My colleague Carroll Bogert said that when she saw that series it reminded her of those lonely roads in the South where civil rights activists were murdered back in the civil rights struggle.
The painting that we haven’t talked about is the one with the water hoses. One from Alabama in ’63, and one from North Dakota last year. I infer from that that you’re drawing a connection between the civil rights activism of the 60’s and the recent activism of Native Americans protesting the pipeline.
Yeah, I mean, yes, I am, but it’s … This is basically what happened, how that piece emerged. As you know from my work, I’m a person who’s deeply interested in history and specifically the resistance movements that have arisen throughout history. And I’m obviously interested in the protest images that result from the different movements. Everyone in America has seen these images of the civil rights movement where officers are siccing dogs on protesters. And everyone has seen these protesters being blasted with water hoses again and again. And these were the images that framed that movement.
And the images are so ubiquitous to me. They’re everywhere. I see them all the time, and so the thing that I found shocking as I was watching the protest that’s happening over the pipeline … and I promise you there will be more protesting now that President Trump has approved the pipeline … I was watching these men turn hoses again on protesters and thought, “We’ve been through this before.”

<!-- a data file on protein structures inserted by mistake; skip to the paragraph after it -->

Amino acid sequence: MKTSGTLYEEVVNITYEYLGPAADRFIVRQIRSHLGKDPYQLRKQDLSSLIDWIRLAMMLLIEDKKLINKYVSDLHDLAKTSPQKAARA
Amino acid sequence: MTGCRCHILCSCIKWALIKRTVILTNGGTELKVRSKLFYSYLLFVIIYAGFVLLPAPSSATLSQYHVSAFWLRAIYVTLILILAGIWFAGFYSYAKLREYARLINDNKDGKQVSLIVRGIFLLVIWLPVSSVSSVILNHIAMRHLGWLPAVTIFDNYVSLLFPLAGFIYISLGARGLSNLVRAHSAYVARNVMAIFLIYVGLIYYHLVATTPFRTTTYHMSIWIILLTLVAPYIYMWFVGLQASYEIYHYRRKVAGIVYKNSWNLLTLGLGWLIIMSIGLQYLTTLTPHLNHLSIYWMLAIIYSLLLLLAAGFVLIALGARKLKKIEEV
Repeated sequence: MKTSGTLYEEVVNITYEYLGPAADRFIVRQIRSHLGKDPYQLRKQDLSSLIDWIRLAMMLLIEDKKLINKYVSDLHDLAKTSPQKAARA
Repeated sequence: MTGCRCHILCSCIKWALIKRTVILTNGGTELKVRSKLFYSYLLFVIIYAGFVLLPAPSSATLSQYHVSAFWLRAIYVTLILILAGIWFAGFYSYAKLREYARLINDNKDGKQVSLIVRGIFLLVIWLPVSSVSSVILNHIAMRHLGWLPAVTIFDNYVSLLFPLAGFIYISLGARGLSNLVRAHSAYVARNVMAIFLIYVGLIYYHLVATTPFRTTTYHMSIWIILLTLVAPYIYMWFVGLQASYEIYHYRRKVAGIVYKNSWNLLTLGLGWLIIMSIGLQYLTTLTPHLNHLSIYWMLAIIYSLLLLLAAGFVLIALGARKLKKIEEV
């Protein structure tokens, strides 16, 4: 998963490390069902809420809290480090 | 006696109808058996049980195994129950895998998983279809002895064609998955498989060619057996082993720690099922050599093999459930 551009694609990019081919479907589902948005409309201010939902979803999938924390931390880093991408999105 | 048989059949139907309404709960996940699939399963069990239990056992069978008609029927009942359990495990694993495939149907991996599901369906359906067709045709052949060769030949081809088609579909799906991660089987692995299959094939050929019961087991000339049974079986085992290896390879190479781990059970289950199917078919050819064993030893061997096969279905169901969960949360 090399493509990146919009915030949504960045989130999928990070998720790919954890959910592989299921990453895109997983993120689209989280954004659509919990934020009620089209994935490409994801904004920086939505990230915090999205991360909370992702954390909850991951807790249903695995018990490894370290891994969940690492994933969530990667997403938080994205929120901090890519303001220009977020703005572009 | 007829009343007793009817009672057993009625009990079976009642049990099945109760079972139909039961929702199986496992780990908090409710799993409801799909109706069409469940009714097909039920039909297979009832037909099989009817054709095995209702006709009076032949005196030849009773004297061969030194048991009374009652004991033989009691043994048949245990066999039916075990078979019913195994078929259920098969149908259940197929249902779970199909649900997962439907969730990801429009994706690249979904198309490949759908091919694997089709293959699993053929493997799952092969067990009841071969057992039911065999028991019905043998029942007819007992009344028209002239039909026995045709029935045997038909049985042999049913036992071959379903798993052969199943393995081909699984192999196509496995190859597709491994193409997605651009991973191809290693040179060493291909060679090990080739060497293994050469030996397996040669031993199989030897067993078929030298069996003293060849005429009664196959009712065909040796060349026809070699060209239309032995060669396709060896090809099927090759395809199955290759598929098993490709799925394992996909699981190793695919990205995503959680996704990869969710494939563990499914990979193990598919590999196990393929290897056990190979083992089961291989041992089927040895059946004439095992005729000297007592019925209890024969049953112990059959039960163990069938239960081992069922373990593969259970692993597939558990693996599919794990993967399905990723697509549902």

The only thing that makes sense to me is the people who did this don’t actually know the history or they don’t care. Both are tragic.
I am curious to know whether you sense in your world, meaning the art world, an increased interest in criminal justice issues, aside from your own work?
I do. Artists don’t make work in isolation, generally. They are influenced by the world around them, and I’ve seen this conversation come up visually more than I ever have before. It’s always been a very personal issue for me, that is, jails and prisons, because in my youth, I visited my father there, and my cousins and brothers’ friends have been in and out of that system. So it’s very much been a part of my thinking for a very long time. So I do see it happening. I do see a focus on it.
I’m heartsick and sorry about it at the same time because in the justice world it a deeper investigation of the issues is standard. You dig deep to find out answers, and you look more into the issues, and you try to come to some conclusions. Then you try to work towards change.
The art world is not like that, and that’s where my fear comes from. The art world can be extremely fickle. The art world is often about just what’s novel. I don’t want this to just become one of those issues that’s in fashion right now, and therefore we’re making art about it. That would be disheartening.